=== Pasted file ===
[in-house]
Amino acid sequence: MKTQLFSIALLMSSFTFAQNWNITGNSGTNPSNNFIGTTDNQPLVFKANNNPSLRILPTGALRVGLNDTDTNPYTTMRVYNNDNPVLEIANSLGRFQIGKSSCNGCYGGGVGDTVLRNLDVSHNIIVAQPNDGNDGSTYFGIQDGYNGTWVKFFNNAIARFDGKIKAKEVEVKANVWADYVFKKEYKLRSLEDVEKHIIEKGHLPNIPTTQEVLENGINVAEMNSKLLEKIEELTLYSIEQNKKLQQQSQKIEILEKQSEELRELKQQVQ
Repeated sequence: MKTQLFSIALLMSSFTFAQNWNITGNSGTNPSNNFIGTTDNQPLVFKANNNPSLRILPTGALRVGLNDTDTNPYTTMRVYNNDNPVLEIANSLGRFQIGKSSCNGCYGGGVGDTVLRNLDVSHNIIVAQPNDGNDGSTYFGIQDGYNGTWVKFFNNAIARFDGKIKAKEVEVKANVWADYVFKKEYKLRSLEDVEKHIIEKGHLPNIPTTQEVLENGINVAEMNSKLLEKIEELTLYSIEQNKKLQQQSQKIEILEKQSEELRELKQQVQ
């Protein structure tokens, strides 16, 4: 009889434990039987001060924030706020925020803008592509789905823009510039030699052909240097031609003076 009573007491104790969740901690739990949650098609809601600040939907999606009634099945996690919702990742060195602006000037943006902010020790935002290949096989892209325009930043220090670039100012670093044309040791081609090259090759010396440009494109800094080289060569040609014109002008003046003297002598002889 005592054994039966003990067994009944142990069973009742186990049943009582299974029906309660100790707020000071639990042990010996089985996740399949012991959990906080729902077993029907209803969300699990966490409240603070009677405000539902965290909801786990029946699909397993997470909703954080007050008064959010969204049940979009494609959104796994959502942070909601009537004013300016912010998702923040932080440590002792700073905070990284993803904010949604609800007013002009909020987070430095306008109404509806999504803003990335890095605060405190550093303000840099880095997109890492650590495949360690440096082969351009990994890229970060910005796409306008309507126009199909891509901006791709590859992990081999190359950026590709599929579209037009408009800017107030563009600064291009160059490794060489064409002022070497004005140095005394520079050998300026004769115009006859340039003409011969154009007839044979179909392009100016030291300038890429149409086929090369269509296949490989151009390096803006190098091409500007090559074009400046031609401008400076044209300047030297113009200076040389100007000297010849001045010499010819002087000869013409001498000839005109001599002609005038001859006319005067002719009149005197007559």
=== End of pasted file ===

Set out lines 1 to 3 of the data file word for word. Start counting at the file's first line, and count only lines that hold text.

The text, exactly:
[in-house]
Amino acid sequence: MKTQLFSIALLMSSFTFAQNWNITGNSGTNPSNNFIGTTDNQPLVFKANNNPSLRILPTGALRVGLNDTDTNPYTTMRVYNNDNPVLEIANSLGRFQIGKSSCNGCYGGGVGDTVLRNLDVSHNIIVAQPNDGNDGSTYFGIQDGYNGTWVKFFNNAIARFDGKIKAKEVEVKANVWADYVFKKEYKLRSLEDVEKHIIEKGHLPNIPTTQEVLENGINVAEMNSKLLEKIEELTLYSIEQNKKLQQQSQKIEILEKQSEELRELKQQVQ
Repeated sequence: MKTQLFSIALLMSSFTFAQNWNITGNSGTNPSNNFIGTTDNQPLVFKANNNPSLRILPTGALRVGLNDTDTNPYTTMRVYNNDNPVLEIANSLGRFQIGKSSCNGCYGGGVGDTVLRNLDVSHNIIVAQPNDGNDGSTYFGIQDGYNGTWVKFFNNAIARFDGKIKAKEVEVKANVWADYVFKKEYKLRSLEDVEKHIIEKGHLPNIPTTQEVLENGINVAEMNSKLLEKIEELTLYSIEQNKKLQQQSQKIEILEKQSEELRELKQQVQ